Frequently Asked Questions

The Counseling Center provides free mental health services for currently enrolled UW Bothell and Cascadia College students. This may include up to six individual counseling sessions per academic year.

The counseling process is confidential, which means that we cannot share any information about you without your permission, except under specific legal conditions. If you have concerns or questions about confidentiality, please discuss them with your intake counselor.

Students commonly seek help for (but not limited to):

  • stress
  • anxiety
  • depression
  • low self-esteem
  • adjustment difficulties
  • concentration problem
  • sleeping difficulties
  • academic problems
  • body image concerns
  • grief and loss
  • relationship issues
  • domestic violence
  • sexual assault
  • family issues
  • or any other concern causing distress or interfering with academic progress.

College is a time of change. You may find it useful to seek the assistance of a caring professional. Our trained counselors help you discover ways to cope more effectively with problems in day-to-day living like resolving a personal problem or exploring p

You will be asked to arrive 30 minutes prior to your scheduled initial appointment with the counselor to complete forms on a laptop computer. The forms include treatment consent, demographic information and questions that tell us how you are doing in various areas of your life. This information helps your counselor create a more tailored experience for you. After you complete the forms, you will have your intake appointment where you meet with a counselor who will go over your concerns in detail and ask other questions about your life and functioning. Once the intake appointment is complete, the counselor will recommend treatment for you based on their professional judgment.

Yes, counseling has been shown to help people make positive changes in their lives. Approximately 75% of people who begin counseling felt some improvement. And 80% of people who engage in counseling do better than those who do not receive counseling at all.

It can be difficult to open up to a counselor but your counselor will be more effective in helping you address your concerns if you are open and honest with them. At the same time, it’s important to take your time and share at a pace that feels safe to you. Counseling works best if you find a good balance between taking the time to build trust with your counselor and taking the risk of sharing what you’re experiencing.

For myths vs. realities of psychotherapy, check out this website.

Your counselor will work with you to identify your personal goals for counseling and then tailor counseling to you and your goals. You can expect that your counselor will listen closely to understand your experience and find ways to assist you in moving towards your goals. Therapy is a personalized experience, so how it helps differs from person to person. It will often involve things such as getting a different perspective on your experiences, exploring and discovering things about yourself, making changes in unhelpful patterns of thinking and behaving, processing difficult experiences, and learning healthy coping tools.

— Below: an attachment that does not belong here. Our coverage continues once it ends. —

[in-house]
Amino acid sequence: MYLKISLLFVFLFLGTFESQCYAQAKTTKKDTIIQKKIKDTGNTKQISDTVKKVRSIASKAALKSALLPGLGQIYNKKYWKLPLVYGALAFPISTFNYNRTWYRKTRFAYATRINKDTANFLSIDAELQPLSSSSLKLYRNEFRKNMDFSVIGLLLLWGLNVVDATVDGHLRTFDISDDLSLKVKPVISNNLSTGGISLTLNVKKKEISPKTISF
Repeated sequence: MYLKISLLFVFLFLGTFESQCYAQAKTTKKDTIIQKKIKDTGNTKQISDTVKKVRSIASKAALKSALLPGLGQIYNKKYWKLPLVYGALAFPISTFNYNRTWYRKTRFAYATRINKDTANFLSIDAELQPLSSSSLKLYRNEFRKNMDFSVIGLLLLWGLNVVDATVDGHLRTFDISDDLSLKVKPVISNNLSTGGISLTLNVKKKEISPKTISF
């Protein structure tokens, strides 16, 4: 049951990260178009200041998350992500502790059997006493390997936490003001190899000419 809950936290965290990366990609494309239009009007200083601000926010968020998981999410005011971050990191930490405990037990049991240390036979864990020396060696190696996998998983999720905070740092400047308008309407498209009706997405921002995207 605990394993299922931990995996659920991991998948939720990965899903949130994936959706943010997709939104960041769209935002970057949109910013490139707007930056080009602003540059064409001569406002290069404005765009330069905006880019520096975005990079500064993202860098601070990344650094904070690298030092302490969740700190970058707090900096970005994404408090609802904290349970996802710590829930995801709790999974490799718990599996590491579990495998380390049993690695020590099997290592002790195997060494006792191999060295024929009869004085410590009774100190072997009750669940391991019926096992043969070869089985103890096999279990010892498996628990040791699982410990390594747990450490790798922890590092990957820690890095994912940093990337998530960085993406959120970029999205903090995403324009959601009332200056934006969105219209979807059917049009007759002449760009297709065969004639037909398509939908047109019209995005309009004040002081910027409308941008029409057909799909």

There are three types of group therapy: skills, support, and process. Skills groups are experiential opportunities to develop mental health-related skills such as mindfulness and emotional regulation. Support groups bring together people with a shared experience (e.g., eating disorders, loss of a loved one) to normalize and validate those experiences to build self-acceptance. Process groups are unstructured and the focus is on the interactions of group members to increase self-awareness and learn how you relate to others. Share as much or as little as you want.

Groups typically have 8-10 people, meet weekly for a set amount of time, and are facilitated by a licensed mental health professional.

The Counseling Center offers brief therapy and most students resolve their concerns in four sessions or less. If you and your counselor decide that you need more sessions, your counselor will help you find appropriate longer term care off campus.

The Counseling Center only provides support letters and documentation for existing clients who have attended at least 3 sessions in ongoing counseling (intake does not count as “ongoing”) and the psychological condition meets criteria for DRS accommodation or former quarter drop based on the clinician’s assessment. This process takes several weeks and is not guaranteed to result in signed paperwork. Please visit the Academic Support resource on our Resource page for more information.

The Counseling Center only serves students enrolled in classes for the current quarter. If you are a student AND a faculty/staff member, your main identity becomes faculty/staff. The dual status can cause complications and create ethical dilemmas for our staff. Your Employee Assistance Program services is the appropriate resource in these cases.